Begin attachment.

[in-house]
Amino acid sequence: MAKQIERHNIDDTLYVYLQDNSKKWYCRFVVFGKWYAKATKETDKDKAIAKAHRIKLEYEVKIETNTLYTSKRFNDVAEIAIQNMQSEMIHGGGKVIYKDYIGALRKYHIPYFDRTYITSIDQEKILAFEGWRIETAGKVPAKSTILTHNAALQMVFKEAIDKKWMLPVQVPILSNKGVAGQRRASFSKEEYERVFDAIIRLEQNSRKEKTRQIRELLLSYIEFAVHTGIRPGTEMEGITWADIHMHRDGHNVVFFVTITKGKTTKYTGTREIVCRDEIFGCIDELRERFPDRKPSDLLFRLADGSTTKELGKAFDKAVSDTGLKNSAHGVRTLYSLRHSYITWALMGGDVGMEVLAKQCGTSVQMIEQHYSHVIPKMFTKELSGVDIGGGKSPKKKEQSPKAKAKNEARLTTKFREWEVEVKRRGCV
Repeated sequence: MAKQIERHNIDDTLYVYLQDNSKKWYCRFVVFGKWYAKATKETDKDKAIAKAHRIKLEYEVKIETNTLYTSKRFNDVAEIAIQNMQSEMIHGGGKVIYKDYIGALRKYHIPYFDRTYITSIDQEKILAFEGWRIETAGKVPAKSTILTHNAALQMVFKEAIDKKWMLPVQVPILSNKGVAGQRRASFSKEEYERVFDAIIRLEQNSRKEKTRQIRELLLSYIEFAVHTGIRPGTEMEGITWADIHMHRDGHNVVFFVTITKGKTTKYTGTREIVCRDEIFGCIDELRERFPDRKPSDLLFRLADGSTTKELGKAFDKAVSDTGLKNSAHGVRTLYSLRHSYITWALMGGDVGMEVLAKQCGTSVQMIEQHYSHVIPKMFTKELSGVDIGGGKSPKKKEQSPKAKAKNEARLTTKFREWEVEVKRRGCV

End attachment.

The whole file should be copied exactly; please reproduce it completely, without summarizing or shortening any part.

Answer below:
[in-house]
Amino acid sequence: MAKQIERHNIDDTLYVYLQDNSKKWYCRFVVFGKWYAKATKETDKDKAIAKAHRIKLEYEVKIETNTLYTSKRFNDVAEIAIQNMQSEMIHGGGKVIYKDYIGALRKYHIPYFDRTYITSIDQEKILAFEGWRIETAGKVPAKSTILTHNAALQMVFKEAIDKKWMLPVQVPILSNKGVAGQRRASFSKEEYERVFDAIIRLEQNSRKEKTRQIRELLLSYIEFAVHTGIRPGTEMEGITWADIHMHRDGHNVVFFVTITKGKTTKYTGTREIVCRDEIFGCIDELRERFPDRKPSDLLFRLADGSTTKELGKAFDKAVSDTGLKNSAHGVRTLYSLRHSYITWALMGGDVGMEVLAKQCGTSVQMIEQHYSHVIPKMFTKELSGVDIGGGKSPKKKEQSPKAKAKNEARLTTKFREWEVEVKRRGCV
Repeated sequence: MAKQIERHNIDDTLYVYLQDNSKKWYCRFVVFGKWYAKATKETDKDKAIAKAHRIKLEYEVKIETNTLYTSKRFNDVAEIAIQNMQSEMIHGGGKVIYKDYIGALRKYHIPYFDRTYITSIDQEKILAFEGWRIETAGKVPAKSTILTHNAALQMVFKEAIDKKWMLPVQVPILSNKGVAGQRRASFSKEEYERVFDAIIRLEQNSRKEKTRQIRELLLSYIEFAVHTGIRPGTEMEGITWADIHMHRDGHNVVFFVTITKGKTTKYTGTREIVCRDEIFGCIDELRERFPDRKPSDLLFRLADGSTTKELGKAFDKAVSDTGLKNSAHGVRTLYSLRHSYITWALMGGDVGMEVLAKQCGTSVQMIEQHYSHVIPKMFTKELSGVDIGGGKSPKKKEQSPKAKAKNEARLTTKFREWEVEVKRRGCV